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Astrophysicists Can Discuss Solar Flare, Possible Impact on Earth
January 24, 2012
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DURHAM, N.H. – A potent and unexpected solar flare observed yesterday morning by a NASA satellite could cause disruptions to satellite communications and power on Earth over the next few days, according to scientists at the University of New Hampshire’s Space Science Center (SSC).

Experts Harlan Spence (603-862-0322; Harlan.spence@unh.edu), principal investigator (PI) for the Cosmic Ray Telescope for the Effects of Radiation (CRaTER) instrument onboard NASA’s Lunar Reconnaissance Orbiter (LRO) mission, and Nathan Schwadron (603-862-3451; nschwadron@guero.sr.unh.edu), deputy PI on CRaTER and PI on the Earth-Moon-Mars Radiation Environment Module being developed at UNH, are available to discuss the solar flare with the media.

Early January 23, NASA's Solar Dynamics Observatory caught an extreme ultraviolet flash from a huge coronal mass ejection (CME) from a region of the Sun that has become increasingly active. The explosion’s ranking puts it on the threshold of being an X-flare, the most powerful kind. Solar protons accelerated by the CME are currently streaming past Earth.

The Sun, which has been unusually inactive during an extended solar minimum cycle, launched the firestorm of radiation on a level not witnessed since 2005 and will likely lead to geomagnetic storm activity as the energetic protons pass through Earth’s magnetic field or “magnetosphere.” This could cause isolated reboots of computers onboard Earth-orbiting satellites, interfere with polar radio communications, and create aurora.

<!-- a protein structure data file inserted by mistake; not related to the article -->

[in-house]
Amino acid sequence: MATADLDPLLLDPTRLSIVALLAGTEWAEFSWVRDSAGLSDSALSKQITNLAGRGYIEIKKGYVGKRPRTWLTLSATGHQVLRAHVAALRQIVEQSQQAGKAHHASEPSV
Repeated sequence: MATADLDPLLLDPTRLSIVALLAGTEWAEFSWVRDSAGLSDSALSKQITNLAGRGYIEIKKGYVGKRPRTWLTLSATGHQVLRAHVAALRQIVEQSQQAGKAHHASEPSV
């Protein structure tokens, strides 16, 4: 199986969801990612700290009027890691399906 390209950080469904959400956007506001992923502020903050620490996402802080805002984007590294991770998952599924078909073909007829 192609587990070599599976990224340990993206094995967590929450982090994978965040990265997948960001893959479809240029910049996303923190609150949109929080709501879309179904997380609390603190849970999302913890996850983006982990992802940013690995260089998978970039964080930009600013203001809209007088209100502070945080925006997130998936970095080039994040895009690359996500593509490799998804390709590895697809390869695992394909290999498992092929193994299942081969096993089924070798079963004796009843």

In addition to the Solar Dynamics Observatory, observations of the CME were made by two spacecraft on which UNH scientists and engineers have played a key role – the Solar Heliospheric Observatory (SOHO) and the Solar Terrestrial Relations Observatory (STEREO) spacecraft.  

“During the two and a half years the LRO mission has been making measurements, this is certainly the most significant event,” says Spence, an astrophysict at UNH and director of its Institute for the Study of Earth, Oceans, and Space (EOS). The CRaTER instrument onboard the LRO satellite is designed to measure and characterize aspects of the deep space radiation environment.

Geomagnetic storms caused by eruptions on the Sun can disrupt power grids, satellites that operate global positioning systems and other devices, and can lead to some rerouting of flights over the polar regions.

The University of New Hampshire, founded in 1866, is a world-class public research university with the feel of a New England liberal arts college. A land, sea, and space-grant university, UNH is the state's flagship public institution, enrolling 12,200 undergraduate and 2,300 graduate students.

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Editors and reporters: Harlan Spence can be reached at (603) 862-0322 and Harlan.spence@unh.edu, and Nathan Schwadron at (603) 862-3451 and nschwadron@guero.sr.unh.edu.

Media Contact: David Sims | 603-862-5369 | Institute for the Study of Earth, Oceans, and Space
UNH Experts available for comment: